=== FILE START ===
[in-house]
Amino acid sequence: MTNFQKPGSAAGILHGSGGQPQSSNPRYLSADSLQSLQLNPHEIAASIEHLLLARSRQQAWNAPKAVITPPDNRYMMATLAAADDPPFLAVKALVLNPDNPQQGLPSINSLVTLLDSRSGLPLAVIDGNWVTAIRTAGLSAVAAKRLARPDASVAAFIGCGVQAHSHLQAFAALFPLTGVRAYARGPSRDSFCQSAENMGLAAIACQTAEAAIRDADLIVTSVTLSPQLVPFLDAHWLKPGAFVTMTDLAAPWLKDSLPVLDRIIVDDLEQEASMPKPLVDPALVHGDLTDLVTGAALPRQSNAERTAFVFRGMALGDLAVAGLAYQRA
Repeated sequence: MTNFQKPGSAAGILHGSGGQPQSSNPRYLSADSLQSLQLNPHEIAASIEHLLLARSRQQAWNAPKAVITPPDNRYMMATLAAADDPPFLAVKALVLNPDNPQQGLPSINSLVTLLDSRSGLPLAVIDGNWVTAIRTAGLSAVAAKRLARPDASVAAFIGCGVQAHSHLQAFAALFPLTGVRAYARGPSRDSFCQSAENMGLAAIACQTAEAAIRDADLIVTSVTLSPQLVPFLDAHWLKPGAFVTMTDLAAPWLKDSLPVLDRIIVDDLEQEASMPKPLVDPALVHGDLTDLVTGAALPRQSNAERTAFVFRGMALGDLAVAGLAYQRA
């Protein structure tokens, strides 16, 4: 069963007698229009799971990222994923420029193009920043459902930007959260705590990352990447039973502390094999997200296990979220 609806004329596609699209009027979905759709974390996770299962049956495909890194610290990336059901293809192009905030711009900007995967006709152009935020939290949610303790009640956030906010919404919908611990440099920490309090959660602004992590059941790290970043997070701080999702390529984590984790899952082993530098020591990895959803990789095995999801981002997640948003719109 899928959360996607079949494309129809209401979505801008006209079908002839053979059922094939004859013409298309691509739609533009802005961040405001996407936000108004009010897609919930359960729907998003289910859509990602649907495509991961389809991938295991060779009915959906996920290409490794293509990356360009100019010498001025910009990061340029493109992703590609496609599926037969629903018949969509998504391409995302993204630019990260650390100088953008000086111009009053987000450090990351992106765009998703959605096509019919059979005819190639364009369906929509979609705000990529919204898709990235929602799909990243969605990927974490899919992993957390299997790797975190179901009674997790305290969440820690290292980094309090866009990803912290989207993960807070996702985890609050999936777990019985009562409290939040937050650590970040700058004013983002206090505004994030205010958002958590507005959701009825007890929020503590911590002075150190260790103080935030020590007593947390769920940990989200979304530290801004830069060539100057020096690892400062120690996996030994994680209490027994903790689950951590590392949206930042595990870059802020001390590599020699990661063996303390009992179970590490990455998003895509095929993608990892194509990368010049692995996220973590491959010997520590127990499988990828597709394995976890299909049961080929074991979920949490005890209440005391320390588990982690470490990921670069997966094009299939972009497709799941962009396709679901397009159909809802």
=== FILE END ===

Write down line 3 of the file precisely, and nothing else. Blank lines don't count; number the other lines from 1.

Repeated sequence: MTNFQKPGSAAGILHGSGGQPQSSNPRYLSADSLQSLQLNPHEIAASIEHLLLARSRQQAWNAPKAVITPPDNRYMMATLAAADDPPFLAVKALVLNPDNPQQGLPSINSLVTLLDSRSGLPLAVIDGNWVTAIRTAGLSAVAAKRLARPDASVAAFIGCGVQAHSHLQAFAALFPLTGVRAYARGPSRDSFCQSAENMGLAAIACQTAEAAIRDADLIVTSVTLSPQLVPFLDAHWLKPGAFVTMTDLAAPWLKDSLPVLDRIIVDDLEQEASMPKPLVDPALVHGDLTDLVTGAALPRQSNAERTAFVFRGMALGDLAVAGLAYQRA